Last week's Brexit referendum has weighed on global markets across the board, sending bargain hunters out to look for corporate stocks that may now be trading at a discount.
And General Electric's (GE) relatively small business exposure to the U.K. and European Union puts shares of the manufacturer in good shape to climb about 30% over the next 12 months, William Blair analyst Nick Heyman said in a Monday report.
"While the Brexit vote last week is likely to prove disruptive to Europe's economy near term, we do not view it as a serious handicap for GE," he said. "The United Kingdom accounts for a low-single-digit share, while Europe accounts for about one-seventh of GE's total sales." (General Electric is a stock held in Jim Cramer's Action Alerts PLUS charitable trust.)
As Real Money reported, only 1.5% of GE's $108.8 billion expected sales this year appear to be imperiled by the departure of the U.K. from the bloc, with 15% of sales tied to Europe, based on a stress test compiled by Stifel. Meanwhile, GE rivals United Technologies (UTX) and Honeywell (HON) are at risk to see about 2.7% and 2.2% of their 2016 revenue evaporate respectively over the period due to Brexit.
GE shares have fallen roughly 6% since last week's U.K referendum as of afternoon trading Monday, roughly in line with the average of the Dow Jones industrials and broader S&P 500.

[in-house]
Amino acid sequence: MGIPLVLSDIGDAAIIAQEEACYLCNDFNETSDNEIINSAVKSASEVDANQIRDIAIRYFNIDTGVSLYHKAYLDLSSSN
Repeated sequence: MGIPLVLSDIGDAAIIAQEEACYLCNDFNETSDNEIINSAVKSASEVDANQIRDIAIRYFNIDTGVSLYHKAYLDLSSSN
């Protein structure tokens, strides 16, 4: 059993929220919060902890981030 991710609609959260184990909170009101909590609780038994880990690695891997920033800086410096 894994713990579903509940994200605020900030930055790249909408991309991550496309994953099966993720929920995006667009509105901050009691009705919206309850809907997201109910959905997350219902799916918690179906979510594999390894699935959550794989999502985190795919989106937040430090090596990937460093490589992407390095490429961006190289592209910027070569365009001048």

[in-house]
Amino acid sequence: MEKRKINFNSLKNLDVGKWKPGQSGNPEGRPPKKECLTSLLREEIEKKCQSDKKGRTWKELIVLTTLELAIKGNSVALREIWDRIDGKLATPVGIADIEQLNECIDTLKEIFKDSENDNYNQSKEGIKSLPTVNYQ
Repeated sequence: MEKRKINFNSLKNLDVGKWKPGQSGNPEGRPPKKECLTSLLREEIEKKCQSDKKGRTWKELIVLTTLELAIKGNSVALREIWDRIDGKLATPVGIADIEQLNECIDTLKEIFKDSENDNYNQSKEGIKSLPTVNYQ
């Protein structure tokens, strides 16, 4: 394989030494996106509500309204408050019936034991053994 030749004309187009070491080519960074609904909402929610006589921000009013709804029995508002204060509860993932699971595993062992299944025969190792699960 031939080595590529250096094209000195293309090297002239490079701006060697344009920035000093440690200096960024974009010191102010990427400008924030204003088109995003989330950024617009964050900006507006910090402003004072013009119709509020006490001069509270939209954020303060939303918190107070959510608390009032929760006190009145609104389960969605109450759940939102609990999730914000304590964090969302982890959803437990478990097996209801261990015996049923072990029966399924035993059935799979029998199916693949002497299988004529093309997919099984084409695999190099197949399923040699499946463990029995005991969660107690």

William Blair, which maintains a Outperform rating on GE, also says the second half of 2016 will be a crucial opportunity for GE CEO Jeff Immelt to accomplish his year-long plan of unwinding GE Capital through nearly $200 billion of financial divestitures -- freeing GE to finally scrap its onerous Systemically Important Financial Institution label, which is determined by the Federal Reserve.
"We continue to sense that GE's share price is now set to enter its next phase of market outperformance based on a better understanding of and stronger earnings contribution from GE Digital, as well as accelerating sales and earnings growth during the second half of 2016," Heymann added, noting that GE's so-called Industrial Internet is an ideal source of profits at cheap margins for GE.
GE's Industrial Internet is based on the manufacturer's proprietary Predix cloud-based software, which rolled out last fall, and is well poised to help GE's digital businesses reach $15 billion in annual revenues by 2020, the company said at an investor conference last week. (GE's Predix platform connects industrial sensors to algorithms that optimize performance on machines as varied as wind farms, jet engines and locomotives.)
"GE believes the world desperately needs to sharply improve global industrial productivity," Heymann added. "It believes GE Digital's Predix and the Industrial Internet can help achieve this goal." Worldwide industrial productivity expanded from 1991 to 2010 at a constant annual rate of 4% CAGR, which has decelerated to 1% from 2011 to 2015, according to William Blair research.
William Blair expects GE's digital operations to add $0.03 to $0.04 to earnings per share in 2016 and up to $0.07 per share by 2020.